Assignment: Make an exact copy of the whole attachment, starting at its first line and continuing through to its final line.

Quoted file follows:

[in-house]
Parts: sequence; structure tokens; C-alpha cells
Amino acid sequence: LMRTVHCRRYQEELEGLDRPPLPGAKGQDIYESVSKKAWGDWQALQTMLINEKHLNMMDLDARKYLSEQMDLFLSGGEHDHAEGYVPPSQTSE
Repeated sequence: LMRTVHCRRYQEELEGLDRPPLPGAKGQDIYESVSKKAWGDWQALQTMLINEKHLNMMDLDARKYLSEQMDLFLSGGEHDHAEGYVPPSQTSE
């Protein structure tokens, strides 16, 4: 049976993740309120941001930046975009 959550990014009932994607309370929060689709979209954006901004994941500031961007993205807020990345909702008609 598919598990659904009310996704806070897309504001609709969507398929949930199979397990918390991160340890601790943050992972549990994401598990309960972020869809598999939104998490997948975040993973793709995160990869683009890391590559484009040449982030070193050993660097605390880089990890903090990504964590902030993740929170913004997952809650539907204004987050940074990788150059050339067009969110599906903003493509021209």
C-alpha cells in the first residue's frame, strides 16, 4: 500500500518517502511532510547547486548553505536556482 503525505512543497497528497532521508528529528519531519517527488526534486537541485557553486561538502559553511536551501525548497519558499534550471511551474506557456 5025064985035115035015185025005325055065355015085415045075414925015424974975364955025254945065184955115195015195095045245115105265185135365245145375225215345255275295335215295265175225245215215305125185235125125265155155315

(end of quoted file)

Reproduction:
[in-house]
Parts: sequence; structure tokens; C-alpha cells
Amino acid sequence: LMRTVHCRRYQEELEGLDRPPLPGAKGQDIYESVSKKAWGDWQALQTMLINEKHLNMMDLDARKYLSEQMDLFLSGGEHDHAEGYVPPSQTSE
Repeated sequence: LMRTVHCRRYQEELEGLDRPPLPGAKGQDIYESVSKKAWGDWQALQTMLINEKHLNMMDLDARKYLSEQMDLFLSGGEHDHAEGYVPPSQTSE
């Protein structure tokens, strides 16, 4: 049976993740309120941001930046975009 959550990014009932994607309370929060689709979209954006901004994941500031961007993205807020990345909702008609 598919598990659904009310996704806070897309504001609709969507398929949930199979397990918390991160340890601790943050992972549990994401598990309960972020869809598999939104998490997948975040993973793709995160990869683009890391590559484009040449982030070193050993660097605390880089990890903090990504964590902030993740929170913004997952809650539907204004987050940074990788150059050339067009969110599906903003493509021209």
C-alpha cells in the first residue's frame, strides 16, 4: 500500500518517502511532510547547486548553505536556482 503525505512543497497528497532521508528529528519531519517527488526534486537541485557553486561538502559553511536551501525548497519558499534550471511551474506557456 5025064985035115035015185025005325055065355015085415045075414925015424974975364955025254945065184955115195015195095045245115105265185135365245145375225215345255275295335215295265175225245215215305125185235125125265155155315